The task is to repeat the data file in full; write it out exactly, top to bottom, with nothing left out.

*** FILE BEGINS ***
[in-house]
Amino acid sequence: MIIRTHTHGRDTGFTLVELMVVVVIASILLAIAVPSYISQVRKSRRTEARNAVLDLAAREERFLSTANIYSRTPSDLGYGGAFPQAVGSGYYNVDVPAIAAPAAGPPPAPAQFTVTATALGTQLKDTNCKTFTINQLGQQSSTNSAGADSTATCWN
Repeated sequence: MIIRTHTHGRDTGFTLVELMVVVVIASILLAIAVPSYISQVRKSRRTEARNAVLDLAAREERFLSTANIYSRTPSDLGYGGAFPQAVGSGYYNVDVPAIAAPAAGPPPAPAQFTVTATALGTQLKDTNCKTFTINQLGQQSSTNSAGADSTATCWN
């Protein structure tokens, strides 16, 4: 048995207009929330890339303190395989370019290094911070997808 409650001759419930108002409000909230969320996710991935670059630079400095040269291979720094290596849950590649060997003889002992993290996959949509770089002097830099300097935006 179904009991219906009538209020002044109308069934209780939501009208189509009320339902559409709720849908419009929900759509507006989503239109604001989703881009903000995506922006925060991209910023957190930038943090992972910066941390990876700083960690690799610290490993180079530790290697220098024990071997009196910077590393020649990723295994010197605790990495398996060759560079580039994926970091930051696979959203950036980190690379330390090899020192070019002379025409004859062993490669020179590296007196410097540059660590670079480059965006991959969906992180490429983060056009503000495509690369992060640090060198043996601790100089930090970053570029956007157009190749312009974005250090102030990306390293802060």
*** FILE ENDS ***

[in-house]
Amino acid sequence: MIIRTHTHGRDTGFTLVELMVVVVIASILLAIAVPSYISQVRKSRRTEARNAVLDLAAREERFLSTANIYSRTPSDLGYGGAFPQAVGSGYYNVDVPAIAAPAAGPPPAPAQFTVTATALGTQLKDTNCKTFTINQLGQQSSTNSAGADSTATCWN
Repeated sequence: MIIRTHTHGRDTGFTLVELMVVVVIASILLAIAVPSYISQVRKSRRTEARNAVLDLAAREERFLSTANIYSRTPSDLGYGGAFPQAVGSGYYNVDVPAIAAPAAGPPPAPAQFTVTATALGTQLKDTNCKTFTINQLGQQSSTNSAGADSTATCWN
């Protein structure tokens, strides 16, 4: 048995207009929330890339303190395989370019290094911070997808 409650001759419930108002409000909230969320996710991935670059630079400095040269291979720094290596849950590649060997003889002992993290996959949509770089002097830099300097935006 179904009991219906009538209020002044109308069934209780939501009208189509009320339902559409709720849908419009929900759509507006989503239109604001989703881009903000995506922006925060991209910023957190930038943090992972910066941390990876700083960690690799610290490993180079530790290697220098024990071997009196910077590393020649990723295994010197605790990495398996060759560079580039994926970091930051696979959203950036980190690379330390090899020192070019002379025409004859062993490669020179590296007196410097540059660590670079480059965006991959969906992180490429983060056009503000495509690369992060640090060198043996601790100089930090970053570029956007157009190749312009974005250090102030990306390293802060």